By Nicholas LaPoma, Esq.
In response to the COVID-19 pandemic, the Archdiocese of New York has decided to replace the Catholic High School Entrance Exam (CHSEE) with an online Test for Admission into Catholic High Schools (TACHS).
Many students have been asking about how the shift from the CHSEE to the TACHS will impact their chances of admission at potential high schools, so I thought that it would be helpful to explain a few things about the CHSEE and TACHS. Firstly, I’ll recap what the CHSEE and TACHS actually are. Then, I’ll focus on the format and content of each exam to show how students can adapt their study plans to meet this change.
What are the CHSEE and TACHS?
The CHSEE and TACHS are two entrance exams for Catholic high schools in the New York Metropolitan area. The CHSEE serves nine Catholic high schools on Long Island, while the TACHS is typically reserved for Catholic high schools in New York City.
Eighth-grade students seeking admission to a Catholic high school would first consult the school’s website to figure out which entrance exam they accepted. They would then register for that exam in the fall, sit for that exam in November, and hear from their prospective schools sometime after that.
Fun fact: affectionate — or somewhat ironic — students have dubbed the CHSEE the “cheese” exam, since the two words are spelled so similarly. Very rarely will you hear the acronym pronounced.
How is the CHSEE formatted?
The CHSEE consists of two sections. The first section, called “Abilities,” contains questions that you might find on an IQ test. The makers of the CHSEE rarely release this part, but it tends to test abstract pattern recognition. Students, for instance, might be asked to identify the next shape in a sequence.
The second section, called “Achievement,” is a bit more tangible. The Achievement Section is further divided into five more subcategories: reading comprehension (40), Word Study (50), grammar (50), mathematics (40), and writing. Reading comprehension and mathematics test their respective subjects at the eighth-grade level. Word Study focuses on vocabulary questions and synonyms and antonyms; the once-feared spelling section has since been removed from the exam. Writing asks students to copy a poem and respond to a prompt with a short paragraph. All of the questions in the Achievement Section, except for the writing part, are multiple choice.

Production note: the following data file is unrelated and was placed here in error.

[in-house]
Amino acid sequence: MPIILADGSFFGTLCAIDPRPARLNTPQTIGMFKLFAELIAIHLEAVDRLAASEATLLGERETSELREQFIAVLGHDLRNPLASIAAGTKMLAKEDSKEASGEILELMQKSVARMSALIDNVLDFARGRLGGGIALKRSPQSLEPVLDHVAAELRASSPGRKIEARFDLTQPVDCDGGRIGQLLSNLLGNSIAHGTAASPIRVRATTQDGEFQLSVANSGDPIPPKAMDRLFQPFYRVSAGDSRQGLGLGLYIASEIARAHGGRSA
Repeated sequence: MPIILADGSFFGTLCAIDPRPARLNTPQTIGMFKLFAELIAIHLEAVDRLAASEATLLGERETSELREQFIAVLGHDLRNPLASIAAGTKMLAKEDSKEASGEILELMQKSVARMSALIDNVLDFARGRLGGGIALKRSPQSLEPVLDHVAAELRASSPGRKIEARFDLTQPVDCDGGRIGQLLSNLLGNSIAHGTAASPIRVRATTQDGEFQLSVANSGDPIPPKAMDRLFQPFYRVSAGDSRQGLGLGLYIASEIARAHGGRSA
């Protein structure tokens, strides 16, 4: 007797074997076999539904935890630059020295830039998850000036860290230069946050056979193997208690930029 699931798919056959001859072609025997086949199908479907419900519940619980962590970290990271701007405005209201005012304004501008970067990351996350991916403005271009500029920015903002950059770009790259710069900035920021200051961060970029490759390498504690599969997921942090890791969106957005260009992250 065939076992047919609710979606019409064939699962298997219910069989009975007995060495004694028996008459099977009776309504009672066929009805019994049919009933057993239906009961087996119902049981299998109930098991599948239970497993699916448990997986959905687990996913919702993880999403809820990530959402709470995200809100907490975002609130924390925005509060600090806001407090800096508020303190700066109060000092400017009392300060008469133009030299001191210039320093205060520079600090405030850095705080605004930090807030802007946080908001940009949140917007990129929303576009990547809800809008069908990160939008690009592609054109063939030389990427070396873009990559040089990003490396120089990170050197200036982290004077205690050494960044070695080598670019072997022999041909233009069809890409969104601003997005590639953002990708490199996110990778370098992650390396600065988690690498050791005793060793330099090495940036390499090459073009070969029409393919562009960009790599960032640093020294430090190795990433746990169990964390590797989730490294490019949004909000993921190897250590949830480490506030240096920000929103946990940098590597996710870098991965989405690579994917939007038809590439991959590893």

How is the TACHS formatted?
The TACHS consists of 200 multiple choice questions in four sections: reading (50), language (50), mathematics (50), and abilities (50).
The reading, language, and mathematics section all test their respective subjects at the eighth-grade level. The “abilities” section tests topics like pattern recognition and abstract reasoning. Some students, for example, have been asked to fold the paper in a certain way.
What’s the difference between the CHSEE and the TACHS?
The similar formats of the CHSEE and the TACHS might cue you into a pattern: the CHSEE and TACHS aren’t very different. In terms of content, they all test reading, writing, grammar, and mathematics skills at the eighth-grade level, and tack on a section to examine students’ abstract reasoning capabilities.
The focus of certain sections of the exam, though, does differ slightly. Here’s a short, and by no means complete, list of the small differences:
- The CHSEE tests vocabulary mainly by presenting a solitary word and asking students to identify the best synonym or antonym. The TACHS exclusively tests vocabulary by presenting it within a passage.
- The TACHS dedicates a substantial portion of its mathematics section to estimation, while estimation rarely appears on the CHSEE.
- The TACHS asks students to clarify the ordering of paragraphs, but the CHSEE never tests this.
- The TACHS presents students with graphs on the mathematics section, while the CHSEE never pairs a word problem with a visual aid.
How will the TACHS be administered?
The TACHS will be administered online on November 7th.
So, how should you study for the TACHS?
The good news for students planning to take the CHSEE is that, when they switch over to the TACHS exam, the content and format of the exam don’t change all that much. Since the content tested by each exam is so similar, a student’s solid foundation in the CHSEE’s subject matter will help that student perform well on TACHS.
That being said, students should still prepare by using TACHS-specific practice materials so they can address the subtle differences between both exams.
Want to prepare for the TACHS Exam? Check out Curvebreakers’ online, 20-hour TACHS Review Class!